Directed by: James Cameron
Written by:James Cameron
Starring: Sam Worthington, Zoe Saldana, Sigourney Weaver, Stephen Lang, Michelle Rodriguez, Giovanni Ribisi
Released: December 17, 2009
Grade: A

In 1997, director James Cameron “wowed” me with Titanic.  It was one of the greatest films ever made and it’s still the highest grossing film in U.S. history.  I’ve been waiting twelve long years for Cameron to make another movie.  Why has he taken so long?  Whatever the reason, the wait has been worth it.  Avatar is the most visually spectacular film that I’ve ever seen on a big screen.  The bar has been raised.

Set in the year 2154, an army of humans have travelled to a distant planet known as Pandora.  They are extracting a valuable mineral from the ground which is worth an astronomical sum back home.  Unfortunately, there is an alien race on Pandora known as the Na’vi.  The only way the minerals can be dug up is by displacing the Na’vi from their homes.  They don’t plan on doing so without a fight.

Not everyone aboard the human spaceship is interested in these rocks.  A small team of peaceful scientists are looking to explore the planet to see what else can be learned from its people and its beautiful forests.  To help with their task, they have created avatars – a Na’vi body they can inhabit whilst on the surface.  It helps them communicate with the locals and in defending themselves against some vicious wildlife.

Caught in the middle is a paraplegic named Jake Sully (Worthington).  Jake is an ex war veteran who has been brought in to help the head scientist (Weaver) with her work.  Ah, but he’s also being used by the ship’s military leader (Lang) to gain valuable intelligence information on the Na’vi people and their weaknesses.  To whom do his allegiances really lie?

Not even Jake knows the answer to that question at first.  All he cares about is his amazing new life on Pandora.  Through his avatar, he now has the use of his legs for the first time in many years.  He has also developed affection for the planet and its people.  In particular, Jake has formed a bond with a young woman named Neytiri (Saldana) who is teaching him the ways of the Na’vi.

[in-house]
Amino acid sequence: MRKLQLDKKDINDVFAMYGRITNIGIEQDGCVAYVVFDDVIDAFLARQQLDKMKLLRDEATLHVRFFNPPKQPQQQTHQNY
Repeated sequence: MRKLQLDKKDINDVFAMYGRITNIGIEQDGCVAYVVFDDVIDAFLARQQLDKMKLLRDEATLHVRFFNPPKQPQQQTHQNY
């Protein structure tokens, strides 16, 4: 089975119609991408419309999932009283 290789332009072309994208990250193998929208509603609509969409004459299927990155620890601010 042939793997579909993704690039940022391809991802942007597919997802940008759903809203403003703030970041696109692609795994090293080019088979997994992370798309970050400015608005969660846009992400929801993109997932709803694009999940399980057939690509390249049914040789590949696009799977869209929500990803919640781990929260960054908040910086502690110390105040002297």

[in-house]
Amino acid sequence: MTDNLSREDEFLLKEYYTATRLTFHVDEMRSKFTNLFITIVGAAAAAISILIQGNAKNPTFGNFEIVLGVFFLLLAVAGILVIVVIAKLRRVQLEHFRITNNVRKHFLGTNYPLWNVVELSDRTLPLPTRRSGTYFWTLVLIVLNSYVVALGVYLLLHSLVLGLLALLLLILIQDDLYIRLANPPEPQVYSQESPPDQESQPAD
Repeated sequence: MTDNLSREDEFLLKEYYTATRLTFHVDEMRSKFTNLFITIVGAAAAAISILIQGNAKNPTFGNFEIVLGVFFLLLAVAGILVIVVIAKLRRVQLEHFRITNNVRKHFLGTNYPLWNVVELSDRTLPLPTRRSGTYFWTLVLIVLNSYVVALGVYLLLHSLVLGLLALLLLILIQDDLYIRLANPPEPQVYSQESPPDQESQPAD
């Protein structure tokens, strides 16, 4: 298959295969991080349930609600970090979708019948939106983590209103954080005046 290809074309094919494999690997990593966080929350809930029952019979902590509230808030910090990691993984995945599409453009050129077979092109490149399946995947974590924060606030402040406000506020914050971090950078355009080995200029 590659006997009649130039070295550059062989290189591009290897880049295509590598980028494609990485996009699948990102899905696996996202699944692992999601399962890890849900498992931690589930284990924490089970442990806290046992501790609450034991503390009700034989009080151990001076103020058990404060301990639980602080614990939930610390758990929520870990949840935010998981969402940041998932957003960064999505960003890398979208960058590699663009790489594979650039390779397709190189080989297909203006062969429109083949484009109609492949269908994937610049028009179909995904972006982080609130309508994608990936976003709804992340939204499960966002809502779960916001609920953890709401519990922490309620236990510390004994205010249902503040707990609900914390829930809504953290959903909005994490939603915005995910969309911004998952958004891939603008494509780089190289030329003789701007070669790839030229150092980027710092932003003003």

The dialogue is stiff at times but there’s an intricacy to the story which elevates it above your run-of-the-mill action flick.  This should come as no surprise given James Cameron’s history.  He loves visual effects but he recognises the importance of telling a good story.  Aliens, Terminator and Titanic are fitting examples.  In Avatar, he had me cheering for the strange-looking blue creatures instead of the humans.  Not necessarily an easy accomplishment.

Let’s be honest though – the reason this film is so amazing is because of its look.  The line separating live action and special effects has been blurred beyond recognition.  I didn’t know what was what.  Enhancing it even further is the fact it was filmed using the latest in 3D technology.  You will find yourself immersed in a fantasy world filled with a kaleidoscope of colours.  Or to put it more bluntly, in the words of Hollywood columnist Jeffrey Wells, “it's like your eyeballs are having sex.

Australian Sam Worthington must be pinching himself after the year he’s had.  Fresh off his role in Terminator: Salvation (where he was the best part of it), Worthington then got to star in a James Cameron movie.  Does it get any better?  You can see why Cameron chose him though.  Worthington gives a terrific performance.  With just a hint of his Aussie accent, he turns Jake into an ideal hero – someone a little rough around the edges but not lacking in passion.

It goes without saying that Avatar must be seen in 3D on the big screen.  It clocks in at just over two and a half hours and is sure to have cinemas packed once the word of mouth spreads.  Mr Cameron, please do not make me wait another twelve years for your next movie.